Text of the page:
September just might be peak fun for Annapolis, with concerts, fairs and festivals aplenty. Here are seven of the best things to do through Sept. 13.

Fall concerts

6-8 p.m. Thursday

Summer concerts may be over for the year, but outdoor music isn’t. Annapolis Maritime Museum & Park kicks off its September Sunsets series at the pavilion across Back Creek from the museum. The four-week season begins with Rickshaw Lizard, an Annapolis band that describes its sound as sax-driven, funk-infused rock. Free, but donations are suggested.

American Songbook

7 p.m. Thursday

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The late composer Marvin Hamlisch wrote his way into the Great American Songbook starting in the 1960s, working in stage, film, TV and audio recordings. And nearly 50 years ago, he took home three Academy Awards for his work on 1973′s “The Sting” and “The Way We Were.” Live Arts Maryland presents six artists who know his work well in “The Man and His Music: A Glimpse Into the Music of Marvin Hamlisch” at Live Arts Maryland studio in Westfield Annapolis mall. $25.

The imposter

8 p.m. Friday through Sept. 30

French playwright Molière premiered “Tartuffe,” his play about a hypocrite, in 1664. That was three decades before Annapolis became the capital of Maryland. Why the history lesson? Well, the French classic kicks off the Colonial Players’ 75th season and that seems historic, too. The amateur theater company’s premiere at its East Street home is followed by shows Thursday, Friday and Saturday nights as well as 2 p.m. Sunday matinees. $26 plus service fees.

Teen fest

7-11 p.m. Friday

Teenagers ages 13-18 will take over parts of the Pip Moyer Recreation Center for a night of games, contests, food and dancing put on by Annapolis Recreation and Parks. Free, with transportation provided from select pick-up spots.

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Remembering Wendi

8 a.m. to 3 p.m. Saturday

Wendi Winters was a prolific volunteer, and the American Red Cross was particularly important to her. So after she and four others were killed in the 2018 attack on the Capital Gazette newsroom, friends and family created the Wendi Winters Memorial Blood Drive in her memory.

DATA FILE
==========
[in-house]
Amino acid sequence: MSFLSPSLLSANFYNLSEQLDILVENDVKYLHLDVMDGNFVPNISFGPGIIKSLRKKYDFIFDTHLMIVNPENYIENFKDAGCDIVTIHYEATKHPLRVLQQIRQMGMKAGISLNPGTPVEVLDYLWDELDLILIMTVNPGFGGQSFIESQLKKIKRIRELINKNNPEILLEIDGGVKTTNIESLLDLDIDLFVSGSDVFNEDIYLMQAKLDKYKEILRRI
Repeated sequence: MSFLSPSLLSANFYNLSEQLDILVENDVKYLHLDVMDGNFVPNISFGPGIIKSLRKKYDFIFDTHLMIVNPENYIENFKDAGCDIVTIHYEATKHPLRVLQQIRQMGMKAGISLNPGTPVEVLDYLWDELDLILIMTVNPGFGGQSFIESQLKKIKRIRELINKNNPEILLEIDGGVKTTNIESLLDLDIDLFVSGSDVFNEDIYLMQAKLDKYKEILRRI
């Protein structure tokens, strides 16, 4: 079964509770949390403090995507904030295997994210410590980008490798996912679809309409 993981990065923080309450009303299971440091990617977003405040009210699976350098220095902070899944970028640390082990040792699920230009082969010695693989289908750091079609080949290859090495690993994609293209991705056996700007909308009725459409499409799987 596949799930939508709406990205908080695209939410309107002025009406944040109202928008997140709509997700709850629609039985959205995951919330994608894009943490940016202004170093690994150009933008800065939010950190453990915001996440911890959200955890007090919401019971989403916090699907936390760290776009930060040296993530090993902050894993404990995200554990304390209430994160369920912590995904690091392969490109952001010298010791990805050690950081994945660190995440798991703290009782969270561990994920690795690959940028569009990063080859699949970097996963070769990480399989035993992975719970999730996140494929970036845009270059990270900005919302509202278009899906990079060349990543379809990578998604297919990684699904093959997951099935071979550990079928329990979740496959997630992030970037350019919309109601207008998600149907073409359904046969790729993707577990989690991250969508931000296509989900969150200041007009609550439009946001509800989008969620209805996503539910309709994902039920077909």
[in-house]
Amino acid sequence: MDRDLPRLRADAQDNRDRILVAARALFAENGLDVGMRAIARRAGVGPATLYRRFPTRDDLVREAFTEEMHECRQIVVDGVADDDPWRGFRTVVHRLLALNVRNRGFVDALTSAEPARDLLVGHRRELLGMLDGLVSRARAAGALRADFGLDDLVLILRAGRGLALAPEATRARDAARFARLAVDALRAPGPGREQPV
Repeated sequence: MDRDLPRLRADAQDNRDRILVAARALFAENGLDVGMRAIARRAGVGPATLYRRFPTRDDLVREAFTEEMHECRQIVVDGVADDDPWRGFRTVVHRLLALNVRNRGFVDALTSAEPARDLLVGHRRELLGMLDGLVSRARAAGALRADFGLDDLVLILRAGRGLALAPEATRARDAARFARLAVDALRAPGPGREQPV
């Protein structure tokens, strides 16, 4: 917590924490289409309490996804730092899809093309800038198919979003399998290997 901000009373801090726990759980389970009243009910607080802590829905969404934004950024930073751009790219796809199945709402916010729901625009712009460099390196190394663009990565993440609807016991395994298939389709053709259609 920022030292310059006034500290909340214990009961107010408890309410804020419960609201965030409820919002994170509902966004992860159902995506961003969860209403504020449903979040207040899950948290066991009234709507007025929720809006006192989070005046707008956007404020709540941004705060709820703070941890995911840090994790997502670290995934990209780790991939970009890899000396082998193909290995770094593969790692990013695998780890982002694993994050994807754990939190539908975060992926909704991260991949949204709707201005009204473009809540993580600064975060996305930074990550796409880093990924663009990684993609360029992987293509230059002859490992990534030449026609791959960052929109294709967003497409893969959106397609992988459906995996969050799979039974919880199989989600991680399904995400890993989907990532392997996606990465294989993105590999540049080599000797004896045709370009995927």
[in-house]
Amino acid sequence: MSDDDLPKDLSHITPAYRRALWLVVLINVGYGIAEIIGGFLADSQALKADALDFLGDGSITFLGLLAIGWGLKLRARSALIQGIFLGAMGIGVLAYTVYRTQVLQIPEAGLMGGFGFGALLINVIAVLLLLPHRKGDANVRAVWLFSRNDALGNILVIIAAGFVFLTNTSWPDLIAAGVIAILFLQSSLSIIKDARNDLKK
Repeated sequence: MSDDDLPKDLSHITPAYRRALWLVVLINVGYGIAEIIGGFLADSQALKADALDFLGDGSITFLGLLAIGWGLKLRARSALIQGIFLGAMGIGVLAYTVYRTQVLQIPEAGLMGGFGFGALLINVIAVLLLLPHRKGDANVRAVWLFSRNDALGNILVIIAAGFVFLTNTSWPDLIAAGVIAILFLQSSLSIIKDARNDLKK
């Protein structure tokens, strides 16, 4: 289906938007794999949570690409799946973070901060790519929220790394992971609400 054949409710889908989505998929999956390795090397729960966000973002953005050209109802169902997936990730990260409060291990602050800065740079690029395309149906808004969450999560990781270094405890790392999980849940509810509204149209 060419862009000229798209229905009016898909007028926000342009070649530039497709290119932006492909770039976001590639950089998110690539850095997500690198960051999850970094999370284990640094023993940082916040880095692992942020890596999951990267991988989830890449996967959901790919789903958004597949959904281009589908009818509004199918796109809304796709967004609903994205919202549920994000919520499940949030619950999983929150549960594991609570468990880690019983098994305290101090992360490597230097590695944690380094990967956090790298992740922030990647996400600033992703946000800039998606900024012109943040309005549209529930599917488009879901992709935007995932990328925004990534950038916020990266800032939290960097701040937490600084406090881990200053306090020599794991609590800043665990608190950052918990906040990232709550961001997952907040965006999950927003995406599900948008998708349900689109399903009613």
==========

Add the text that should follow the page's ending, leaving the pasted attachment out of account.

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Volunteers can donate blood in her memory at the Crowne Plaza hotel. Eligible donors should schedule an appointment at RedCrossBlood.org. Enter the code ForWendi. Free donor card or ID required. Age and weight restrictions apply.

Breaking a streak

3:30 p.m. Saturday

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The Midshipmen hope to be on the other side of a beatdown in Navy’s home opener after dropping this season’s first game to Notre Dame in Dublin, Ireland, 42-3. They’re also aiming to break a first-home-game losing streak that stretches back to 2019.

The Wagner College Seahawks come to Navy-Marine Corps Memorial Stadium ranked eighth out of nine in the Football Championship Subdivision after falling 46-16 to Fordham University in their first game of the season. It will be the first home game for the Midshipmen with Brian Newberry as head coach. Newberry was promoted from defensive coordinator after the firing of Ken Niumatalolo in December.

The Brigade of Midshipmen is expected to march onto the stadium field at 3:12 p.m. after crossing Annapolis from the Yard. Two F/A-18C Hornets are scheduled to fly over at 3:22 p.m.The game will be carried on CBS affiliates and on the Navy Football Radio Network. $25-$50 plus fees.

Before you get all excited about a sure win, a word of warning. Navy lost to the supposedly easy-to-beat University of Delaware Blue Hens at last year’s opener, 14-7.

Farewell Tour

7:30 p.m. Tuesday

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Clannad, an Irish band blending Celtic, rock and folk traditions, brings its farewell tour to Maryland Hall in a Rams Head Presents show. The group has sold 15 million records over its decades, and top songs include “I Will Find You” from the 1992 movie, “The Last of the Mohicans.”

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Tickets were selling fast for the 900-seat auditorium. $50-$55 plus fees.

rick.hutzell@thebaltimorebanner.com

Rick Hutzell is the Annapolis columnist for The Baltimore Banner. He writes about what's happening today, how we got here and where we're going next. The former editor of Capital Gazette, he led the newspaper to a Pulitzer Prize for coverage of the 2018 mass shooting in its newsroom.

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